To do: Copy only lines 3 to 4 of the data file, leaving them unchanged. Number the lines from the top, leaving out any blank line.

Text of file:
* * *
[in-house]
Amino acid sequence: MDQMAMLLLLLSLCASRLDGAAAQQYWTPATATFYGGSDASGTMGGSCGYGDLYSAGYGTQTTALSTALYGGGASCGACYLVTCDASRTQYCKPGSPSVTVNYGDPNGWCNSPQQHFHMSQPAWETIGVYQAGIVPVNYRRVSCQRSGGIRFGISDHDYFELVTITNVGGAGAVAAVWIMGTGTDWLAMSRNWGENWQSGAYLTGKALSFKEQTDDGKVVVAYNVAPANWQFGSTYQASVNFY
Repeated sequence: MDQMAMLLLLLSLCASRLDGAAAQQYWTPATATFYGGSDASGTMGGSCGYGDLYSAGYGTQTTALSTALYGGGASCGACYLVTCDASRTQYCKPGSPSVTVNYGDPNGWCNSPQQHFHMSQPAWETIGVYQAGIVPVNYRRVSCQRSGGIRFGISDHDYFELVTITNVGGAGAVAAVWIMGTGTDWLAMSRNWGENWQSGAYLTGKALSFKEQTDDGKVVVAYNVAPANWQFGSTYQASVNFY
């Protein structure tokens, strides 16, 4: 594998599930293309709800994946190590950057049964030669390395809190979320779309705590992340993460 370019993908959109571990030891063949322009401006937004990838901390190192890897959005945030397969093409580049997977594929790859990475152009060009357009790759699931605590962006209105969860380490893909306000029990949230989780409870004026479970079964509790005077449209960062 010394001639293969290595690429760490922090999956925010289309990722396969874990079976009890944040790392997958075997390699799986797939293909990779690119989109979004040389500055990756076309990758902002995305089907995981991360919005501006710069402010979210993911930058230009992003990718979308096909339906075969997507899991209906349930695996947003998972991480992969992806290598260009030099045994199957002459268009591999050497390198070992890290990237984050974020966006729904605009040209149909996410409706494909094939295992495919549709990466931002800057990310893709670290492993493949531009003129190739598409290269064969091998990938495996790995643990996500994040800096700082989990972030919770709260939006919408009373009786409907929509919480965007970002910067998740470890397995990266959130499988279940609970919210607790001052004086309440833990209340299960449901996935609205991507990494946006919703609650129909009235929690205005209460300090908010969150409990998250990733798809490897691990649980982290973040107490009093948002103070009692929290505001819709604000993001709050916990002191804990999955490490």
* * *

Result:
Repeated sequence: MDQMAMLLLLLSLCASRLDGAAAQQYWTPATATFYGGSDASGTMGGSCGYGDLYSAGYGTQTTALSTALYGGGASCGACYLVTCDASRTQYCKPGSPSVTVNYGDPNGWCNSPQQHFHMSQPAWETIGVYQAGIVPVNYRRVSCQRSGGIRFGISDHDYFELVTITNVGGAGAVAAVWIMGTGTDWLAMSRNWGENWQSGAYLTGKALSFKEQTDDGKVVVAYNVAPANWQFGSTYQASVNFY
């Protein structure tokens, strides 16, 4: 594998599930293309709800994946190590950057049964030669390395809190979320779309705590992340993460 370019993908959109571990030891063949322009401006937004990838901390190192890897959005945030397969093409580049997977594929790859990475152009060009357009790759699931605590962006209105969860380490893909306000029990949230989780409870004026479970079964509790005077449209960062 010394001639293969290595690429760490922090999956925010289309990722396969874990079976009890944040790392997958075997390699799986797939293909990779690119989109979004040389500055990756076309990758902002995305089907995981991360919005501006710069402010979210993911930058230009992003990718979308096909339906075969997507899991209906349930695996947003998972991480992969992806290598260009030099045994199957002459268009591999050497390198070992890290990237984050974020966006729904605009040209149909996410409706494909094939295992495919549709990466931002800057990310893709670290492993493949531009003129190739598409290269064969091998990938495996790995643990996500994040800096700082989990972030919770709260939006919408009373009786409907929509919480965007970002910067998740470890397995990266959130499988279940609970919210607790001052004086309440833990209340299960449901996935609205991507990494946006919703609650129909009235929690205005209460300090908010969150409990998250990733798809490897691990649980982290973040107490009093948002103070009692929290505001819709604000993001709050916990002191804990999955490490």